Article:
- Demographic variance in heterogeneous populations: matrix models and sensitivity analysis
- Volume | Issue number
- 127 | 5
- Pages (from-to)
- Document type
- Faculty of Science (FNWI)
- Institute for Biodiversity and Ecosystem Dynamics (IBED)
The demographic consequences of stochasticity in processes such as survival and reproduction are modulated by the heterogeneity within the population. Therefore, to study effects of stochasticity on population growth and extinction risk, it is critical to use structured population models in which the most important sources of heterogeneity (e.g. age, size, developmental stage) are incorporated as i‐state variables.
Demographic stochasticity in heterogeneous populations has often been studied using one of two approaches: multitype branching processes and diffusion approximations. Here, we link these approaches, through the demographic stochasticity in age‐ or stage‐structured matrix population models. We derive the demographic variance, σ2d, which measures the per capita contribution to the variance in population growth increment, and we show how it can be decomposed into contributions from transition probabilities and fertility across ages or stages. Furthermore, using matrix calculus we derive the sensitivity of σ2d to age‐ or stage‐specific mortality and fertility. We apply the methods to an extensive set of data from age‐classified human populations (long‐term time‐series for Sweden, Japan and the Netherlands; two hunter–gatherer populations, and the high‐fertility Hutterites), and to a size‐classified population of the herbaceous plant Calathea ovandensis. For the human populations our analysis reveals substantial temporal changes in the demographic variance as well as its main components across age.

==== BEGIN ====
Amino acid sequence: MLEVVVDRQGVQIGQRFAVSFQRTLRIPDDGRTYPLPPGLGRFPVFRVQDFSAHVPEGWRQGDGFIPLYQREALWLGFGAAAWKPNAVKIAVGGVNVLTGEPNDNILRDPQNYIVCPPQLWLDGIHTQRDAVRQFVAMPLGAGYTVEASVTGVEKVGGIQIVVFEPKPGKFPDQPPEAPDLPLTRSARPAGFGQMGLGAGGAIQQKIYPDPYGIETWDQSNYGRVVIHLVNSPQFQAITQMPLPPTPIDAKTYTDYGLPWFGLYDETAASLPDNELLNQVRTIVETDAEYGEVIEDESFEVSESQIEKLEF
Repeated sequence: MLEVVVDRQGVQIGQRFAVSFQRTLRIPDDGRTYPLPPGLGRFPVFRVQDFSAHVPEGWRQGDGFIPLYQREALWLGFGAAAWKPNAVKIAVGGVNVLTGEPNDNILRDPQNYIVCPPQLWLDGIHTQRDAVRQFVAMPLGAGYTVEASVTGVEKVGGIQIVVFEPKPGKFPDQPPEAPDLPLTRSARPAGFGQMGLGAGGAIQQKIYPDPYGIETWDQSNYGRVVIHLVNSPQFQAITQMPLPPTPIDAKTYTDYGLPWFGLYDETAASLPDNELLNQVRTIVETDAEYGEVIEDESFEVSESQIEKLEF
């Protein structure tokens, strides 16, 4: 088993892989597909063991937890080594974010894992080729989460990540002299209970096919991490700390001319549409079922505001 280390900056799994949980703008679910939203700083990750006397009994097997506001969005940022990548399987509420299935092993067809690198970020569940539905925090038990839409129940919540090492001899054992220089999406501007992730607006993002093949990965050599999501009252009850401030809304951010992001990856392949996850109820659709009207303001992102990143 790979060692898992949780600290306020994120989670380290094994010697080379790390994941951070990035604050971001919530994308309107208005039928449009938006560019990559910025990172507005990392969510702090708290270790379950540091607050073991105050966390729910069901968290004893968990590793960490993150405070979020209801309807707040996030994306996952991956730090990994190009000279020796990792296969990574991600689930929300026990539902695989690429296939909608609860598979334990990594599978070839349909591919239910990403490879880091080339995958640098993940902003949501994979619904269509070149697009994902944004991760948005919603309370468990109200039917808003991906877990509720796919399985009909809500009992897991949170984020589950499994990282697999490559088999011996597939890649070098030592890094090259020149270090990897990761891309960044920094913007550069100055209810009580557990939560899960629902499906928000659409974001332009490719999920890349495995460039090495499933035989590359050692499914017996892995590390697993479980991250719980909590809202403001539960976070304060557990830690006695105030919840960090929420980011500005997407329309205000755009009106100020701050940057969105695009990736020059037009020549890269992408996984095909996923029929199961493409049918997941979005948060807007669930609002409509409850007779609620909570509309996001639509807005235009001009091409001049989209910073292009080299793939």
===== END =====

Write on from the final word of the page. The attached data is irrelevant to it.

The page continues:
These new methods provide a powerful approach for calculating the demographic variance for any structured model, and for analyzing its main components and sensitivities. This will make possible new analyses of demographic variance across different kinds of heterogeneity in different life cycles, which will in turn improve our understanding of mechanisms underpinning extinction risk and other important biological outcomes.
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